Toward a Concrete Utopia: Yugoslavian Brutalism at MoMA

We at CatSynth are admirers of brutalism, as anyone who follows us on Twitter can attest.  We love the geometric forms, how it screams “modern”, and how it makes such an intense break with tradition.  And I will admit, I also have a little fun using it to poke fun at the architectural conservatism prevalent in places like San Francisco.  But above all, it provides a singular beauty to built spaces.

Brutalism perhaps reached its zenith in the former Yugoslavia during the period between the end of World War II and 1980, a period that is highlighted in a current exhibition at the MoMA, Toward a Concrete Utopia: Architecture in Yugoslavia, 1948–1980.  It highlights the work of several Yugoslavian architects in the period and pieces ranging from prosaic apartments to public arenas to monuments.  The buildings themselves are, of course, not on display in the museum, but their stories are told through models, photographs, and examples of interior objects.


Installation view of Toward a Concrete Utopia: Architecture in Yugoslavia, 1948–1980, The Museum of Modern Art, New York, July 15, 2018–January 13, 2019. © 2018 The Museum of Modern Art. Photo: Martin Seck

A convergence of factors came together which allowed these modernist experiments to flourish.  Yugoslavia broke away from the Soviet bloc in 1948 and began to forge its own socialist path and identity.  It constituted itself as six republics in a federation in which traditional regional identities were subordinate to a new and modern whole.  At the same time, the country was devastated by World War II and needed massive rebuilding.  Finally, new ideas in architecture were emerging along with new materials, notably advances in concrete, steel, and glass allowed a new built environment to take shape.

The simple forms and surfaces were used for everyday buildings, such as apartment complexes, schools, and medical facilities.  But rather than just one-offs, they become part of a unified cityscape, a grand plan.  This was perhaps no more so than in Skopje, the capital of Macedonia, which was devasted by an earthquake in 1963 and largely rebuild using modernist design and principals.

Janko Konstantinov. Telecommunications Center. 1968–81. Skopje, Macedonia. View of the Southwestern Block façade. Photo: Valentin Jeck, commissioned by The Museum of Modern Art, 2016
MARKO MUŠIČ.  Photograph by VALENTIN JECK
Ss. Cyril and Methodius University Campus, Skopje, Macedonia 1967–1974.  (Gotta love an architect named “Music”)

There are, of course, numerous rectilinear designs, sometimes in steel and glass, and sometimes dominated by concrete.  But concrete also allowed for the exploration of curved structures and organic shapes.  We see this in many of the large civic arenas, but also in the brutalist monuments built in the post-war period.  This “cell-like” structure in Macedonia takes it to the extreme, looking at once like an organic organism and a spaceship.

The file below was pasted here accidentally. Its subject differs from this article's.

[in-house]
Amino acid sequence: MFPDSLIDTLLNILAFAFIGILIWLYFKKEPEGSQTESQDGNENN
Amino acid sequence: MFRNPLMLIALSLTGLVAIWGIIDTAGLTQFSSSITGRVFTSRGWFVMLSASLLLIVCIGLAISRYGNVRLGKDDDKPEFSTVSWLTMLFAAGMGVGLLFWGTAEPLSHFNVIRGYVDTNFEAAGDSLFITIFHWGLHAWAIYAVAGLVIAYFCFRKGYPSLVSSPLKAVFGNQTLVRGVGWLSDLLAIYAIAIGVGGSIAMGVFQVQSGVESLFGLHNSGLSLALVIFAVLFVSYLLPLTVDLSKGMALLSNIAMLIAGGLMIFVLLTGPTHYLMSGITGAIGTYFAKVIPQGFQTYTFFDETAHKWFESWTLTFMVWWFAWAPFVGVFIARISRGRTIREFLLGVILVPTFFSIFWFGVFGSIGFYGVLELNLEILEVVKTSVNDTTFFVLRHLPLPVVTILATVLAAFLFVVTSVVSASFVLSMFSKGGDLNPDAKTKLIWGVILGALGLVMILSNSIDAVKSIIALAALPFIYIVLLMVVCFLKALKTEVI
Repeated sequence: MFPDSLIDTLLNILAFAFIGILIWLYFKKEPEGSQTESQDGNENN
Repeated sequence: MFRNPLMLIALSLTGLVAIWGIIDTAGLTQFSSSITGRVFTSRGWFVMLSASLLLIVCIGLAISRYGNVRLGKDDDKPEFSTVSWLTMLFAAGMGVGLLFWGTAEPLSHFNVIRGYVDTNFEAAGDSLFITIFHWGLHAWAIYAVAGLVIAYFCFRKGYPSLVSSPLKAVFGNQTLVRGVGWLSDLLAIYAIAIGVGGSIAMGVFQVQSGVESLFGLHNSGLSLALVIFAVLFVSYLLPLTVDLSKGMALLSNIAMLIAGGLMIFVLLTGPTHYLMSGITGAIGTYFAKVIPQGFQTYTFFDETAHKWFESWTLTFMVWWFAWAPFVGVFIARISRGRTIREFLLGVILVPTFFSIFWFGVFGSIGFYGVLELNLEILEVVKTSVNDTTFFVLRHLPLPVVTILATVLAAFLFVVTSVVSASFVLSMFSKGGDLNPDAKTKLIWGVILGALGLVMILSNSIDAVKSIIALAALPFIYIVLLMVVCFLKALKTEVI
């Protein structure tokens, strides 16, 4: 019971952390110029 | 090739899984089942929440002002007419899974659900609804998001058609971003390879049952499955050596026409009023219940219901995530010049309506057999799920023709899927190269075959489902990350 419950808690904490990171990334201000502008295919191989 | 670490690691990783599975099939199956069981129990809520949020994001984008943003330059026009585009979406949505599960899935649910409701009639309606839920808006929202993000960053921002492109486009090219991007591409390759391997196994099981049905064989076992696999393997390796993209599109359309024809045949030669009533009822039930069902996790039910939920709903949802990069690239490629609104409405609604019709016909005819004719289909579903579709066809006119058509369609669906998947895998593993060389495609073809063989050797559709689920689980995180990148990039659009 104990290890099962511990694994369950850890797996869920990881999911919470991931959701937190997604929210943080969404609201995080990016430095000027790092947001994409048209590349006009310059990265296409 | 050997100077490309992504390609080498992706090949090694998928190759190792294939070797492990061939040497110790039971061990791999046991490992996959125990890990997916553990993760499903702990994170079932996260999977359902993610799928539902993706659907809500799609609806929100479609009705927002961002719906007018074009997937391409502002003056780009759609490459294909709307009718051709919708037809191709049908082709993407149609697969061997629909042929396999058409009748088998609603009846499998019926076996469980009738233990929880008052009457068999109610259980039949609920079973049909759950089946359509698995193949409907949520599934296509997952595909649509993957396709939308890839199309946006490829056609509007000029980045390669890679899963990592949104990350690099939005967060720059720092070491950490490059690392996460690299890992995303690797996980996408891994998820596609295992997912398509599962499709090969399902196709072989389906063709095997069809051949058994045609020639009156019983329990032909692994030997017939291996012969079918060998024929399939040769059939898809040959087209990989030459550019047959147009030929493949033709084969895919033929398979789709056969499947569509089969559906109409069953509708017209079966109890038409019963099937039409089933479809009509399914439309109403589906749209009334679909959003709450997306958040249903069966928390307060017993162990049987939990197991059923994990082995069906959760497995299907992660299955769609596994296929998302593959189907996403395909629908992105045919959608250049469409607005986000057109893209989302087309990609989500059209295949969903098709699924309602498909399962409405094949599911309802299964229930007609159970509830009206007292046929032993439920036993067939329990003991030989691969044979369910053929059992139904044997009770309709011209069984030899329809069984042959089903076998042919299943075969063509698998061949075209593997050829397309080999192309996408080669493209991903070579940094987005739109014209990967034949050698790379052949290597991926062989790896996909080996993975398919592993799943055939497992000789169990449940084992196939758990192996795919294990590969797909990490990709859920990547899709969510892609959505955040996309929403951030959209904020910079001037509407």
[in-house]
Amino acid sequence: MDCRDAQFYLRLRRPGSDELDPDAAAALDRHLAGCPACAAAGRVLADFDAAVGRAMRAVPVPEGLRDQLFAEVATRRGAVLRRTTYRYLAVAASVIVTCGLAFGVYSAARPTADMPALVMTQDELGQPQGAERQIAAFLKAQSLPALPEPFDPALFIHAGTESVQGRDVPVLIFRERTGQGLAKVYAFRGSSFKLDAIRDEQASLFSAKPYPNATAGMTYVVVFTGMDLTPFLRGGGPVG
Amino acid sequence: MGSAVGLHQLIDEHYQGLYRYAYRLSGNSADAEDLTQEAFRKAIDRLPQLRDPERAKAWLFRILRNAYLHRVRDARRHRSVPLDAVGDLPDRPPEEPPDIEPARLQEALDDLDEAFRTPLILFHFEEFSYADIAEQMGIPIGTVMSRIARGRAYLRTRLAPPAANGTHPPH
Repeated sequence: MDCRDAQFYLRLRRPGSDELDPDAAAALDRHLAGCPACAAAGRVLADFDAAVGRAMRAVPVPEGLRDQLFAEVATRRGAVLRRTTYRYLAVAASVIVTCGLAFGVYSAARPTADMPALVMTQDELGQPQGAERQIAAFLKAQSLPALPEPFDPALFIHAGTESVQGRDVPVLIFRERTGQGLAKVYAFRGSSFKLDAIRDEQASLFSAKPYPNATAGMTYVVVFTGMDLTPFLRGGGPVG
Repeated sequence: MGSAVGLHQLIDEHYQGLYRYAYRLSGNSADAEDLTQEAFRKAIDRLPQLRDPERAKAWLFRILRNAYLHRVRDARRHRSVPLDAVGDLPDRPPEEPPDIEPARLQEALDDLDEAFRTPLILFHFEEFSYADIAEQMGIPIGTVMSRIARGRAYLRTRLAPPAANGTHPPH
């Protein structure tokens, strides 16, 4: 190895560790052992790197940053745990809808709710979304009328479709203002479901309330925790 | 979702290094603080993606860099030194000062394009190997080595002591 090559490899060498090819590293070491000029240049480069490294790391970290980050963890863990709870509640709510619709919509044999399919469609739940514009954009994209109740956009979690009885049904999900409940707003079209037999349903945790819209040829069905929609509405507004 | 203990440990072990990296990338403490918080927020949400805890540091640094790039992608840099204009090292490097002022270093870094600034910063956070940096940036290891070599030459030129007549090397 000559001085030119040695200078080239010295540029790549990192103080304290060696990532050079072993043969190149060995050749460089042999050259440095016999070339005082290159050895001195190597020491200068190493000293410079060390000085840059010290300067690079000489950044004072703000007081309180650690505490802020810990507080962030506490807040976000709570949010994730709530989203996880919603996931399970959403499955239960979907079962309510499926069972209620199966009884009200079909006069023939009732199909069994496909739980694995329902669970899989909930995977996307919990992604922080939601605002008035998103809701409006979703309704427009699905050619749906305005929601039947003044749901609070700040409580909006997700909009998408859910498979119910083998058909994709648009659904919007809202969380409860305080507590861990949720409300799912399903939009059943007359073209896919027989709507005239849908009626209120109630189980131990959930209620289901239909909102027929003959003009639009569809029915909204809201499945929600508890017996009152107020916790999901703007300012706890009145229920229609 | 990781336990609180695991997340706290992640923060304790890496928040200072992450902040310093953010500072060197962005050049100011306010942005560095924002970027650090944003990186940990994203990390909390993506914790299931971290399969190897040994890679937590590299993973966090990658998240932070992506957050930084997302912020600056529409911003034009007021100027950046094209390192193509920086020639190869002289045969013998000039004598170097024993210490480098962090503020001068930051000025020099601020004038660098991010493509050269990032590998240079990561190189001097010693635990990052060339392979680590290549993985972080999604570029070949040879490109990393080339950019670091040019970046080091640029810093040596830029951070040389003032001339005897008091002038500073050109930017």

Wandering through the exhibition, one cannot help but imagine being the real spaces.  For me, the modernist, severe style brings a sense of calm and welcome that more traditional styles don’t always provide.  Ornament can be beautiful, but it is rarely ever calming in the way that simple texture and geometry is.  The calming nature of simple forms can extend to the interior spaces as well as the exterior, and the exhibition includes examples of everyday objects and furnishings.

Installation view of Toward a Concrete Utopia: Architecture in Yugoslavia, 1948–1980, The Museum of Modern Art, New York, July 15, 2018–January 13, 2019. © 2018 The Museum of Modern Art. Photo: Martin Seck

Sadly, the Yugoslavian experiment ultimately failed, with country breaking apart and the entire region plunging into extreme nationalism and devastating wars in the 1990s.  This is a cautionary tale as we watch the plague of nationalism rising around the world, including in the United States.  Many of the architectural works in this exhibition did survive the wars.  But they do face continued challenges to their survival, including maintenance and a push to return to more “traditional” forms.  The “Skopje 2014” initiative, for example, is both farcical and tragic.  Despite these challenges, I hope the countries of the region will recognize and preserve the legacy of their modernist period for years to come.

This article only scratches the rough, hardened surface of the wealth in this exhibition.  It was truly a wonderful experience, even if so much was in my imagination through the artifacts.  Toward a Concrete Utopia: Architecture in Yugoslavia, 1948–1980 will be on display at the Museum of Modern Art in New York through January 13, 2019.

Wordless Wednesday: Southern Exposure, NYC

Looking south from the top-floor terrace of the Whitney Museum on an anomalously warm late-November day in New York City.   We see an iconic New York rooftop water tower juxtaposed with 1WTC and other newer buildings. 

Wordless Wednesday: Canyon (4906)

Wordless Wednesday: Washington Mews, New York

View north from Washington Mews, a small alley near Washington Square Park in Manhattan.  I liked the juxtaposition of building shapes and styles.

Every so often I worry I’m posting the same picture twice.  This was one of those times 😸


Wordless Wednesday: California Street, San Francisco

California Street

Plaza of 550 California Street, at Kearny Street, San Francisco.